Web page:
The exam had gone extremely well. Dr. Grewal scribbled notes, nodded frequently, and made satisfied “uh-huh” noises, indicating that I was in perfect health and would live to 107. But I began to sense that something was not quite right as she sat at her little desk, spinning the dials on a cardboard wheel. Finally she looked up and delivered the bad news, “You could lose some weight.”
She said it nicely and in an encouraging manner. But what I heard was, “Cathy. You’re fat.”
It’s not that she was telling me something I didn’t know. Since the birth of my third child, I’d taken stabs at losing weight, dieting with Weight Watchers, Scarsdale and Atkins. I’d lose a few pounds, buy a smaller pair of jeans, and then in a month or two, I’d send them off to Goodwill.
This time I decided to try the other half of the weight loss equation – exercise. I vowed to get serious and get physical.
First, I returned to a sport I had loved and was pretty good at…tennis. I bought some beautiful clothes, hoped they’d fit better soon, and joined a local team. When our captain asked what I’d like to play, I answered without hesitation, “Singles, of course.” Old ladies play doubles.
In the years since I’d picked up a racquet, the competition had gotten blonder and younger. I assumed the receiving position on my side of the court and watched helplessly as balls whizzed by. I managed to return a few from time to time, but at the end of our love-6 set, my opponent gently asked if I was alright. What her eyes were saying was, “Should I call an ambulance?”
Next stop on the fitness express – yoga. Goodwill got my tennis clothes and I bought some great new outfits, imagining my future Jennifer Aniston-like yoga butt. I found a convenient class and headed off with my mat tucked firmly under my arm. We started by sleeping, I mean relaxing, on the floor and I thought to myself that this was a lovely form of exercise.
Then there was some twisting, turning, and bending on the floor that went pretty well. Next, we stood up. And no matter how hard I concentrated and tried to empty my mind, my tree would topple and I couldn’t manage to salute the sun. I grabbed the wall or tumbled over, breaking the zen-like atmosphere in the room.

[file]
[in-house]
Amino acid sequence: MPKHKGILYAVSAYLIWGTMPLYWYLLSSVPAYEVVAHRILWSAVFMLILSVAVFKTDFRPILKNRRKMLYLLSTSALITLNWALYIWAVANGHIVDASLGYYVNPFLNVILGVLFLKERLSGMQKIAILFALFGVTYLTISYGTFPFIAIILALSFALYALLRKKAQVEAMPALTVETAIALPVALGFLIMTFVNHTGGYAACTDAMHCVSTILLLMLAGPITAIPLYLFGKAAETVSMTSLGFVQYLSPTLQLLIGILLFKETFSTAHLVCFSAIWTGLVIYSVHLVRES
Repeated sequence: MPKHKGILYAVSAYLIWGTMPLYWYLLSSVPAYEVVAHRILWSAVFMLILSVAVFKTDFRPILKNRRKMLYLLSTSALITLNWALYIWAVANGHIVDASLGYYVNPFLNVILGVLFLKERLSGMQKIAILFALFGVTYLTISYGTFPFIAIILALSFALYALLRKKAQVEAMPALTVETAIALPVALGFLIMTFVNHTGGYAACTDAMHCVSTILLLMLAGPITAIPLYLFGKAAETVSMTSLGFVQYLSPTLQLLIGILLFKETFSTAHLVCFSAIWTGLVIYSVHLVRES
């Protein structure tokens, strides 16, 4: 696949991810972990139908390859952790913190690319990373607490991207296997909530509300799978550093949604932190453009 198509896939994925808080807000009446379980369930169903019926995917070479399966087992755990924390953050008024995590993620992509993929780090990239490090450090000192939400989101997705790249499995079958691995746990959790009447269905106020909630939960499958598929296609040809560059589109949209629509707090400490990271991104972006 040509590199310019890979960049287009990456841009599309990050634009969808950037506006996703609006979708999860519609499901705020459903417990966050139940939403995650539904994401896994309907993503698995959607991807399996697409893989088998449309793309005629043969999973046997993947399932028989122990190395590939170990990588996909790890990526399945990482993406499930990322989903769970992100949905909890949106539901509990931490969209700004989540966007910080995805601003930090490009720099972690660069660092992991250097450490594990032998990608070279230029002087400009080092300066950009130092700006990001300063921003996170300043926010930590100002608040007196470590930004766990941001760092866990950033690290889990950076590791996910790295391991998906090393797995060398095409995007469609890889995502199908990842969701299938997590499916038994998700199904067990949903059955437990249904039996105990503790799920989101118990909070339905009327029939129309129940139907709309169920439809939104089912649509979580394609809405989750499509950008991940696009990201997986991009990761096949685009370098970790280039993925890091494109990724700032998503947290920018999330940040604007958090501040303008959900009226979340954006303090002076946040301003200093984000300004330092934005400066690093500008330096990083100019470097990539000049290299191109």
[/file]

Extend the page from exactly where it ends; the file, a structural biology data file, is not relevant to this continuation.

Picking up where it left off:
Heading home was difficult, especially since I was trying to balance an ice cream cone while steering. Was this it? Was I doomed to end my days wearing unflattering elastic pants?
Then I discovered the American Heart Association’s walking site. They recommended getting 10,000 steps a day. I thought that sounded reasonable since walking is something I do every day, right? I bought a simple Fitbit pedometer and wore it for a few days to get a sense of my activity level. I was active. About as active as a clam. I started parking in a lot away from my office. My steps increased. I added a lap or two around the neighborhood in the evening. Again, more steps. And on the weekends, I made it a point to head to Rockland Lake to tread the entire 3-mile path. Soon I was averaging 10,000 steps a day; my clothes got bigger, my legs grew stronger and my appetite diminished.
By my next physical I’d dropped 22 pounds. It turns out I didn’t need a special diet or fancy clothes to get in shape, just a good pair of sneakers, a snappy playlist and a soul that lives to ramble. I guess Olivia Newton-John was right all along.
P.S. If you’re a David Sedaris fan, check out his recent essay in the New Yorker about his misadventures with the Fitbit – it’s hysterical.
Wonderful! This is inspiring. My own Fitbit has been recording only my lack of activity, so maybe this will get be back on track. Thank you!
What works for me is segmenting my 10,000 steps during the week. Grabbing a solid hour is next to impossible, but 10 minutes, here and there, is doable.
My fitbit shows me all over the place. Some days 2k and others close to the goal. When on vacation in NYC I was logging close to 20k each day – wow!
I love to explore destinations by foot. It’s the only way to really SEE a new place. And New York’s wonderfully walkable, right?
Well, David Sedaris certainly threw down the gauntlet! Hilarious — thank you!! I’ve had a Fitbit since February 22, 2010 and my all-time best day is only 18,333. I’m off to pick some litter and log some steps this very afternoon!
Have you finished for the day? How’d you do? BTW, hilly steps count double in my Fitbit world.
A friend lost 30, basically, by walking. A lot of Weight Watchers in my area are older and did it the same way (tennis, no one?). Kudos!
After your second paragraph I thought, “Why doesn’t she just start walking, a little bit today, a little more tomorrow…”
…and then she did! Thanks for visiting!